In a side-by-side examination of the hospital rebuilding agreements at Sequoia Healthcare District in Redwood City and the Peninsula Health Care District in Burlingame, it is hard to escape suspicion that something odd is happening. Taxpayers appear to have a much better deal from one not-for-profit partnership than from the other.
On Friday the Sequoia Healthcare District board voted unanimously to give Catholic Healthcare West full ownership of Sequoia Hospital while also paying $75 million of district money as one-third of the $240 million cost for a state-ordered seismic upgrade of the 57-year-old facility.
By contrast, 92 percent of Peninsula Health Care District voters in 2006 approved a deal where the Sutter Health chain not only builds a new $488 million hospital, but will also pay the district $1.5 million yearly rent on a 50-year lease, after which the district can choose to buy back the hospital.
To The Examiner, this major discrepancy between fiscal outcomes demonstrates the disturbing problems that are possible when one of the Bay Area’s many autonomous special districts makes arbitrary and secretive decisions.
Sequoia District has not actually run its own hospital since 1996, when it was in deep financial trouble and turned over management to Catholic Healthcare. Now the district board’s main business is collecting a $6 million annual allocation from district property taxes and distributing it among local health-related nonprofits. As might be imagined, this arrangement has long become a contentious issue.
After moving comparatively quietly to Sequoia board adoption, the Catholic Healthcare West deal is now questioned by San Mateo County Supervisor Jerry Hill, who wants the district to turn over its annual taxes each year to underwrite medical coverage for the 6,000 uninsured adults residing in the district. Hill has been pushing for all the county’s not-for-profit hospitals to contribute more cash or services toward treating uninsured and indigent residents, citing these hospitals’ lucrative local tax benefits.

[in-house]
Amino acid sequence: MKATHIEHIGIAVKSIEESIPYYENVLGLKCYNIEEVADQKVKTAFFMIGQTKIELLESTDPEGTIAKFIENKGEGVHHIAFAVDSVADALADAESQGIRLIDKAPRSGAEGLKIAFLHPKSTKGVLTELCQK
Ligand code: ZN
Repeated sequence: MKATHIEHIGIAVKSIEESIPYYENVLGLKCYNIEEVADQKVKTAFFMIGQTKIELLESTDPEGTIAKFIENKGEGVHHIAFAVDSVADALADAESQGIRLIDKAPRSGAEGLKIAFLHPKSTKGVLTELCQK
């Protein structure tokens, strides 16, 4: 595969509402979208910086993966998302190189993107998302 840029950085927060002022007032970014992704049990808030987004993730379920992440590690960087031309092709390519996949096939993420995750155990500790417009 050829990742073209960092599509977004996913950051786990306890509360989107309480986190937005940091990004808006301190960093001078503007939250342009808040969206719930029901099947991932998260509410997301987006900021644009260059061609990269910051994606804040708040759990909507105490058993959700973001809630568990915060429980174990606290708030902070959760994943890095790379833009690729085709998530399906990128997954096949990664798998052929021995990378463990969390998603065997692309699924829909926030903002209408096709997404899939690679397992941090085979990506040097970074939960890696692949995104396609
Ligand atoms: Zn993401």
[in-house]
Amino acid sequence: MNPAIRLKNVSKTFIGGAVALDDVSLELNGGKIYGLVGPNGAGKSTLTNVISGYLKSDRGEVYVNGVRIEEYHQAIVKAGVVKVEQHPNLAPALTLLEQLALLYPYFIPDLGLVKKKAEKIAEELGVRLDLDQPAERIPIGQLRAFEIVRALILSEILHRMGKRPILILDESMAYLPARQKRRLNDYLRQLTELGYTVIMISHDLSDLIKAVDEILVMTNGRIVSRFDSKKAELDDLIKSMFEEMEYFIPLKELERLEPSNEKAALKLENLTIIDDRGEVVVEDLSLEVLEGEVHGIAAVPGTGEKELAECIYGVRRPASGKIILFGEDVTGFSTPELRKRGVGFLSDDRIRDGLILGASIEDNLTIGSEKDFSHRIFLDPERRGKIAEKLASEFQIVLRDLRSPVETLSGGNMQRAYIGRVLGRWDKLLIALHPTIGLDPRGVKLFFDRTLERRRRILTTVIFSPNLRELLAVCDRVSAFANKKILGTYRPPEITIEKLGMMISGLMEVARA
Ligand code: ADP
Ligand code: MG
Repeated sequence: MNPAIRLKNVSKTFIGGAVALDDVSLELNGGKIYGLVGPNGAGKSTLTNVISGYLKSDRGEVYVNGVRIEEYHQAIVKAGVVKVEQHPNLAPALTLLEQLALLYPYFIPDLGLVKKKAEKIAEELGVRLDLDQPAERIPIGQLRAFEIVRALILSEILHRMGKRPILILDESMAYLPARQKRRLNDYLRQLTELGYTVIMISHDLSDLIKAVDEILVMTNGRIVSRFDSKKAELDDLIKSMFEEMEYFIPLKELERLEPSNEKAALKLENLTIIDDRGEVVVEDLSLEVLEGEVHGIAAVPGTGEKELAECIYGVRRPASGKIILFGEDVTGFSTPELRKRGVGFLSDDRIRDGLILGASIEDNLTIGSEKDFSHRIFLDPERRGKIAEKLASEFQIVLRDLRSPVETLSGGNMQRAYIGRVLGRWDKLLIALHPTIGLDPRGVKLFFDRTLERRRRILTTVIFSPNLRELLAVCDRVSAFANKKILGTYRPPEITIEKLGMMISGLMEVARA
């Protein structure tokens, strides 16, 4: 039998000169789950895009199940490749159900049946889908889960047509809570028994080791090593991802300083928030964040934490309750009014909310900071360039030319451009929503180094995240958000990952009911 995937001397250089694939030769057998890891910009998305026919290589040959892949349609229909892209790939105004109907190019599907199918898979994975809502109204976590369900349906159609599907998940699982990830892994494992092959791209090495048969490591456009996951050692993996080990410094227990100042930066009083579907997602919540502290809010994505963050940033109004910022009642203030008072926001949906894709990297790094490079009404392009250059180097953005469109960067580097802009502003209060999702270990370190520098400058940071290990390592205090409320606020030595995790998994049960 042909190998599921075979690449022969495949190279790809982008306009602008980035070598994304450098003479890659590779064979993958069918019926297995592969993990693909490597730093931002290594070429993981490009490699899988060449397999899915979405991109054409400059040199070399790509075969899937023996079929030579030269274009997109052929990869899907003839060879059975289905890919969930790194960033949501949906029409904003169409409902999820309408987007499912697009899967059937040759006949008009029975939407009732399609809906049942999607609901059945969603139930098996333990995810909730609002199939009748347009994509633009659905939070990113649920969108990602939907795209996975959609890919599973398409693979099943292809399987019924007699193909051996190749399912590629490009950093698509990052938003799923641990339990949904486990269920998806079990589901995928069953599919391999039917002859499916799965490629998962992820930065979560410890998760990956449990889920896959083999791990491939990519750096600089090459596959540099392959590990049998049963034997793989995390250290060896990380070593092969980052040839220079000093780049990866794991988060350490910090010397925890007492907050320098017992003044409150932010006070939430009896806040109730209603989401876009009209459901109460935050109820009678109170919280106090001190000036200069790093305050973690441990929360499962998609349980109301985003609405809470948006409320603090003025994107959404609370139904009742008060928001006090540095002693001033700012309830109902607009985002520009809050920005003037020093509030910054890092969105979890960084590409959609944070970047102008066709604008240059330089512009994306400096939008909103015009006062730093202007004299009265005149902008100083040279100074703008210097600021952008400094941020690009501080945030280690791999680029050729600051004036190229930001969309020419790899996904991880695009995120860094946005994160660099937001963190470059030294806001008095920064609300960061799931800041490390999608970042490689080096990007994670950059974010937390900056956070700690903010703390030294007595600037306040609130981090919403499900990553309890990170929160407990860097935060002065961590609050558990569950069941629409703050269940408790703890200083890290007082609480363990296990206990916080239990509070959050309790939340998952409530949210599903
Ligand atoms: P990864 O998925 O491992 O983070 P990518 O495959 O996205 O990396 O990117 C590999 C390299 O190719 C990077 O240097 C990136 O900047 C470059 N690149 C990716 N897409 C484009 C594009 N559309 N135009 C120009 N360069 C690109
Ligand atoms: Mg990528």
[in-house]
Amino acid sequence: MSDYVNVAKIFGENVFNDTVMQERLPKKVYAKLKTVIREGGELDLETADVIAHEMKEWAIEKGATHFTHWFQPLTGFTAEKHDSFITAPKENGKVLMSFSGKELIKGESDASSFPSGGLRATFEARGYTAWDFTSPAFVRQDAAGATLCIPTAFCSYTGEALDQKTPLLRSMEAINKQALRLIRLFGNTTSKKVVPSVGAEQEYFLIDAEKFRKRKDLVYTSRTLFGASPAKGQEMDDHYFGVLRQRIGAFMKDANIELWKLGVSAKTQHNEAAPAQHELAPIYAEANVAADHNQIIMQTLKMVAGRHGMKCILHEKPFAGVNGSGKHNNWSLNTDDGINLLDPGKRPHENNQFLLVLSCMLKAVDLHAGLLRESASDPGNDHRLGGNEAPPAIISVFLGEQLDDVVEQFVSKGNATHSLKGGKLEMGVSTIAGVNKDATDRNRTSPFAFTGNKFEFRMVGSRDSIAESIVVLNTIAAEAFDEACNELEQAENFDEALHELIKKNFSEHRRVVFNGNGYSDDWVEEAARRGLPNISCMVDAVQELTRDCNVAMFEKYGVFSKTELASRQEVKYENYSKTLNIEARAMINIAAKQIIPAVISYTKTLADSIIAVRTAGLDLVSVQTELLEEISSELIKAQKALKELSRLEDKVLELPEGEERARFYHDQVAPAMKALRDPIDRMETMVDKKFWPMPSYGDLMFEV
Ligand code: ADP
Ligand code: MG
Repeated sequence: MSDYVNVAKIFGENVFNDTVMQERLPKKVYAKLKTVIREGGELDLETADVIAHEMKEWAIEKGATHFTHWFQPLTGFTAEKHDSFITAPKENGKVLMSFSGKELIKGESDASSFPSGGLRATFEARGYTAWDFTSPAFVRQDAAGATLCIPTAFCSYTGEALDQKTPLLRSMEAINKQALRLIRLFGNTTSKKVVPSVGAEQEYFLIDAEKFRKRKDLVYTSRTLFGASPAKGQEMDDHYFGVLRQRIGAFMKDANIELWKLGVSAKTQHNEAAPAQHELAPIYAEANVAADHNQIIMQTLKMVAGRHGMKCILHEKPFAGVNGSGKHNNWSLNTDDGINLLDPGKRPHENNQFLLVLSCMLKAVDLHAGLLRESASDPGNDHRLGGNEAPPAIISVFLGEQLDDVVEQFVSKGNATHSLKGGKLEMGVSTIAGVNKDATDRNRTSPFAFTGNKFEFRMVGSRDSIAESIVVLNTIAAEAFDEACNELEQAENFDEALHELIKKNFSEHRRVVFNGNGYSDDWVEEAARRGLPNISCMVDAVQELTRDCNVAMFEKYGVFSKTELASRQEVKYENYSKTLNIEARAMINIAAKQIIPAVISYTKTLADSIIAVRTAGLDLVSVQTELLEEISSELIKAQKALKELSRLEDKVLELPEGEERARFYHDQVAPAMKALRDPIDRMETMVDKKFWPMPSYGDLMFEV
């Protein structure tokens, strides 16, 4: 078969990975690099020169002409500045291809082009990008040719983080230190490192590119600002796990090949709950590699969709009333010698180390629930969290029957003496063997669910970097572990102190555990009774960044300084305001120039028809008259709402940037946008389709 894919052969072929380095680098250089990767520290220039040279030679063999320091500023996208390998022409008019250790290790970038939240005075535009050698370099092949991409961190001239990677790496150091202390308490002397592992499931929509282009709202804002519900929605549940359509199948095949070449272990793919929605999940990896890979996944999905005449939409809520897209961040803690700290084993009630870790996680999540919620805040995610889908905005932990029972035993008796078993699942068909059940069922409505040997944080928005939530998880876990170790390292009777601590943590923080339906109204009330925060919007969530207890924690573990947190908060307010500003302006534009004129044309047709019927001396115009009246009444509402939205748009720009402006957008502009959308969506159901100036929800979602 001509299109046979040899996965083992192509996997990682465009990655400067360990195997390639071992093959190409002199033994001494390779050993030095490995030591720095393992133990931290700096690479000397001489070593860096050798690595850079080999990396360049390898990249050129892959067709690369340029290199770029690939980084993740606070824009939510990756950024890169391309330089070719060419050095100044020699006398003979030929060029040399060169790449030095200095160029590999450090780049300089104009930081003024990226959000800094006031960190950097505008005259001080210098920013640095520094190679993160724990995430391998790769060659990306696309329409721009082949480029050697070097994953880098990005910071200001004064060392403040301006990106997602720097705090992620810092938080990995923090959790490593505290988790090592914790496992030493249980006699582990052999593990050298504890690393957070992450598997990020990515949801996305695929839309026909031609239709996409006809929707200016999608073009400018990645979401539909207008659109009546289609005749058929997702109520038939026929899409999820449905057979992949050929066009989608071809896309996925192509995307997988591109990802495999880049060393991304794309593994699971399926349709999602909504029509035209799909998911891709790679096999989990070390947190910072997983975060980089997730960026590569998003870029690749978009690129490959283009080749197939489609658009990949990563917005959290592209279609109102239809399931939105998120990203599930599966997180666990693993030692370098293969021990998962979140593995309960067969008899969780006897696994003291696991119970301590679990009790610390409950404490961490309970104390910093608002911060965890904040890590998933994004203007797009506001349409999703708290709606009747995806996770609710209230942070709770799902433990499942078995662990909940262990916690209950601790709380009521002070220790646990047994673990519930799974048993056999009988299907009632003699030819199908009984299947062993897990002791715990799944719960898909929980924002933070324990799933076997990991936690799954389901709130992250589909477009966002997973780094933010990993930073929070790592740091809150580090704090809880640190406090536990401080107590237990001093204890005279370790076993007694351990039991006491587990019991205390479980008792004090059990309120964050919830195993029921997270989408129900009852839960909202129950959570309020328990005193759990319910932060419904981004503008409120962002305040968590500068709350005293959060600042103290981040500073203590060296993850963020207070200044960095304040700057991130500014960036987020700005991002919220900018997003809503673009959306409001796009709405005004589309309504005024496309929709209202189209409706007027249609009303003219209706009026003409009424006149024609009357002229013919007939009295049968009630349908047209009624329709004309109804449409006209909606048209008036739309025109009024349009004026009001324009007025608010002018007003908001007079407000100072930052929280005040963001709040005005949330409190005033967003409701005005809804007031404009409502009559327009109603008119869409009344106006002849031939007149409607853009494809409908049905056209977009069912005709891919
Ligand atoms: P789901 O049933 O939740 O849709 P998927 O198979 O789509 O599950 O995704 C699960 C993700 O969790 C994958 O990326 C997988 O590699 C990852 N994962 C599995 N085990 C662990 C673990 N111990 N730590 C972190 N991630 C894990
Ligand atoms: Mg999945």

The supervisor argues that because the Sequoia Hospital deal will not benefit the public as much as the Peninsula Medical Center deal does — and has not been directly endorsed by voters — the district should compensate its taxpayers by enabling more district residents with lower incomes to afford using the hospital. He suggested that otherwise the Catholic Healthcare contract could be challenged by county attorneys.
Despite this newspaper’s uneasiness about the way Sequoia prepared and structured its disadvantageous Catholic Healthcare contract, the hospital is undoubtedly well-run and the district does good work with its charitable disbursements. Also, the new hospital will be modernized and enlarged from the current 1950 structure.
However, if the Sequoia Healthcare District board truly has any reason to continue in existence for collecting taxes, we join Supervisor Hill in insisting that the revenues must benefit local residents in ways as close as possible to what they actually voted to create their district for.